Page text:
19

Is it ok to talk about "personal PCs", in the sense of distinguishing it from a work PC? Or would it be regarded as a case of RAS Syndrome?

closed as primarily opinion-based by FumbleFingers, Centaurus, Scott, Helmar, Hot Licks Sep 22 '16 at 22:42

Many good questions generate some degree of opinion based on expert experience, but answers to this question will tend to be almost entirely based on opinions, rather than facts, references, or specific expertise. If this question can be reworded to fit the rules in the help center, please edit the question.

  • 3
    "personal PC" sounds weird, except if you write something like "work PCs and personal PCs ...". However, a good alternative may be "private PC". – Graffito Sep 21 '16 at 22:15
  • 2
    "PC" no longer means "personal computer", but rather refers to a computer that is reasonably portable by one person (ie, a "portable computer"). PCs can be "personal" -- belonging to one person -- or they can belong to some company or organization. – Hot Licks Sep 21 '16 at 22:16
  • 3
    Who's doing the regarding? And why should you care? – choster Sep 21 '16 at 22:36
  • 12
    @HotLicks - where is PC defined as "portable computer"? – HorusKol Sep 21 '16 at 23:32
  • 5
    You could also say, to avoid confusion, "personal computer". Expanding the acronym does by itself emphasize the personal aspect of it. – daboross Sep 22 '16 at 0:31
39

Though the word personal is repeated in the expansion "personal personal computer", the two repetitions use different meanings of the same word. The first personal means "owned or used by a specific single person" (definition 1 here), while the second indicates "designed to be used by a single person" (definition 2 here, again). Both instances are required to convey the full idea and thus are not redundant. Consider the following examples spelled out in full:

  • Personal PC: personal personal computer, (the usual case of a personal computer owned by a person)
  • personal mainframe computer (I have a Cray in my bedroom),
  • Public PC: public personal computer (a PC that is installed in a kiosk usable by anybody)
  • 26
    @AndrewGrimm any computer that causes the lights to dim when you turn it on is a mainframe – mgb Sep 21 '16 at 22:44
  • 4
    @AndrewGrimm I picked Cray as an obviously not-PC computer. The models that I'm aware of were constructed as room filling, mainframe computers. If anyone has a better example of a mainframe computer, I'm all ears. – Dave Sep 21 '16 at 22:51
  • 3
    @AndrewGrimm Cray is generally considered a supercomputer since it's used for scientific numerical simulations. "Mainframe" has historically meant a computer used for business purposes or data processing, such as an IBM S/390. – Random832 Sep 22 '16 at 3:30
  • 5
    The old Crays from the '70s and '80s, while not quite room-sized, were certainly substantial pieces of hardware, clocking in at several tons and having a diameter (they were circular) of a couple of meters. Debate "mainframe" vs. "supercomputer" all you want, but they certainly match @mgb's definition of "any computer that makes the lights dim". I'd also argue that any single computer that needs a reinforced floor fits there :P – Sebastian Lenartowicz Sep 22 '16 at 15:15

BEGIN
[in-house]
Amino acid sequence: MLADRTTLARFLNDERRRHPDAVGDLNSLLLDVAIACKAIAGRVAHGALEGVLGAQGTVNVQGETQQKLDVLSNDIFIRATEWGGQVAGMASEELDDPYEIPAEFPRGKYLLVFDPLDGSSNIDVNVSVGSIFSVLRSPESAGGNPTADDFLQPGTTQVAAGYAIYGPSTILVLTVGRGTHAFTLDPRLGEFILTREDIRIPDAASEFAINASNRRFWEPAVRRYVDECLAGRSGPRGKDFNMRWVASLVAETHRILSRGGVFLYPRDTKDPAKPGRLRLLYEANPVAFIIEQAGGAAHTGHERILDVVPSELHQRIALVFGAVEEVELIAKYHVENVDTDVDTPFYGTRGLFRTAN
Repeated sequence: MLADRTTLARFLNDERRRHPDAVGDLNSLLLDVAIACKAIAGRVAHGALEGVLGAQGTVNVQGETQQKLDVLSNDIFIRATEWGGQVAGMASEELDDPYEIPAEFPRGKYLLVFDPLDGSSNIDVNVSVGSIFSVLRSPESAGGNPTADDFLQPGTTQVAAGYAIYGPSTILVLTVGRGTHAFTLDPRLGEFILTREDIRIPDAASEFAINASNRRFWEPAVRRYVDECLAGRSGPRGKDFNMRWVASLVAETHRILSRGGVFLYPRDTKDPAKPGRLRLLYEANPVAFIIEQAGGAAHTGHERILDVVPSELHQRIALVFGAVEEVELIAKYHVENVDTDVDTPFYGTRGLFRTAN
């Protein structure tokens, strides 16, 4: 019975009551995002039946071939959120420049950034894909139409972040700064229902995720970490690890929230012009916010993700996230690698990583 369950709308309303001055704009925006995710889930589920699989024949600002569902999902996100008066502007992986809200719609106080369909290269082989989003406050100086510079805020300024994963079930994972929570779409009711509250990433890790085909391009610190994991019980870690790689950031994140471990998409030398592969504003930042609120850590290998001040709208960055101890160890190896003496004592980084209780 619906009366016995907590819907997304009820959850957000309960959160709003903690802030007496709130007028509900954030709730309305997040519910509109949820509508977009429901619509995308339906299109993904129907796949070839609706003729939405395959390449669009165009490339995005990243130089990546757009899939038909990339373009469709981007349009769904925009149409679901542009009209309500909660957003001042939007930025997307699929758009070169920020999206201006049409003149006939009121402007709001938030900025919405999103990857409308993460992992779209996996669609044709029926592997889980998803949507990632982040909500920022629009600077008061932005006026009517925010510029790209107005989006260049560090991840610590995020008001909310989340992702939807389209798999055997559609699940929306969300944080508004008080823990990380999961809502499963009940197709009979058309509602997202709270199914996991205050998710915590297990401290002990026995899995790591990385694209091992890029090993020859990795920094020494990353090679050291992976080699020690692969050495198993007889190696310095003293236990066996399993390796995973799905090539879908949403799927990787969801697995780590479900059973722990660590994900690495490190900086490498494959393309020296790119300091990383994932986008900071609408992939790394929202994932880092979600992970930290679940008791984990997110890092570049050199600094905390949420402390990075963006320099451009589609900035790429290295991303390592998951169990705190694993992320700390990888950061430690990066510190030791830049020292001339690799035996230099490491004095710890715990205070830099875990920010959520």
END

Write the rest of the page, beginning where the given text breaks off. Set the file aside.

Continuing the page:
• 2
    Typically, mainframes are designed for high I/O bandwidth and supercomputers are designed for high compute power. – Alan Shutko Sep 22 '16 at 20:11
1

Like the other answer, I say that personal PC isn't redundant, but for different reasons. While PC does literally stand for personal computer, as opposed to a mainframe computer, the term picked up a lot of additional meaning over the last 40 years.

IBM's most successful personal computer line in the 1980s was called the IBM PC, and its popularity led to other manufacturers producing machines that had similar hardware configurations and were compatible with software written for the IBM PC, and thus became known as PC-compatible, so PC in general parlance came to refer to a specific type of personal computer, rather than all personal computers.

Later on (I believe late 80s/early 90s) Microsoft Windows came to be the dominant operating system for PC-compatible systems, and PC came to mean a personal computer that is running Windows. This is in part because the Intel x86 architecture that the IBM PC used more or less dominated the processor market at the time; the only significant competition was from computers made by Apple or licensed Macintosh clones, which used the unrelated PowerPC architecture.

PC still means Windows to this day, even though Apple switched to x86 about a decade ago and there are now versions of Windows that run on other architectures, like ARM. So personal PC is a perfectly reasonable construction, especially if you're referring to a Windows computer that's owned for personal use.

  • 3
    I wouldn't say PC implies Windows, as it seems completely normal to talk about, say installing Linux on a PC. – ilkkachu Sep 22 '16 at 18:49
  • 2
    "PC still means Windows to this day". No. You can use Linux on your PC just fine. It refers to the hardware, not the software. Windows Servers usually aren't run on PCs but on dedicated server hardware. – Polygnome Sep 22 '16 at 20:40
  • I agree with you both, but it's undeniable that to many, a modern personal computer is either a PC or a Mac. PC should mean any personal computer, but read any tech news site and you'll see it used in more limited terms. – Justin Lardinois Sep 22 '16 at 20:44

Not the answer you're looking for? Browse other questions tagged or ask your own question.